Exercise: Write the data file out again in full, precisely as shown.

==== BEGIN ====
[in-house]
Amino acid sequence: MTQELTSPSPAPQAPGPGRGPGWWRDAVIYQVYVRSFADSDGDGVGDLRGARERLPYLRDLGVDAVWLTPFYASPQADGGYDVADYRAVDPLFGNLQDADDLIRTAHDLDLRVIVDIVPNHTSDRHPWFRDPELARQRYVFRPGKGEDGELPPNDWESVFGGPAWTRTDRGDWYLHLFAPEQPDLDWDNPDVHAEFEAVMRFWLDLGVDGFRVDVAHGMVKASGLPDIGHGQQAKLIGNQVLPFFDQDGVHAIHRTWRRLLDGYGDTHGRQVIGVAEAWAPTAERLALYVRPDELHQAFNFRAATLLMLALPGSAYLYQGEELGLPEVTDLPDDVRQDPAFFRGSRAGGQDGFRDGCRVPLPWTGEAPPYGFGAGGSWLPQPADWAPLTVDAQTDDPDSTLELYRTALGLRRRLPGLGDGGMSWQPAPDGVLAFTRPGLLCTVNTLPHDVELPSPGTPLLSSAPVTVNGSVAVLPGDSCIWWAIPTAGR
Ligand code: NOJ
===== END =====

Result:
[in-house]
Amino acid sequence: MTQELTSPSPAPQAPGPGRGPGWWRDAVIYQVYVRSFADSDGDGVGDLRGARERLPYLRDLGVDAVWLTPFYASPQADGGYDVADYRAVDPLFGNLQDADDLIRTAHDLDLRVIVDIVPNHTSDRHPWFRDPELARQRYVFRPGKGEDGELPPNDWESVFGGPAWTRTDRGDWYLHLFAPEQPDLDWDNPDVHAEFEAVMRFWLDLGVDGFRVDVAHGMVKASGLPDIGHGQQAKLIGNQVLPFFDQDGVHAIHRTWRRLLDGYGDTHGRQVIGVAEAWAPTAERLALYVRPDELHQAFNFRAATLLMLALPGSAYLYQGEELGLPEVTDLPDDVRQDPAFFRGSRAGGQDGFRDGCRVPLPWTGEAPPYGFGAGGSWLPQPADWAPLTVDAQTDDPDSTLELYRTALGLRRRLPGLGDGGMSWQPAPDGVLAFTRPGLLCTVNTLPHDVELPSPGTPLLSSAPVTVNGSVAVLPGDSCIWWAIPTAGR
Ligand code: NOJ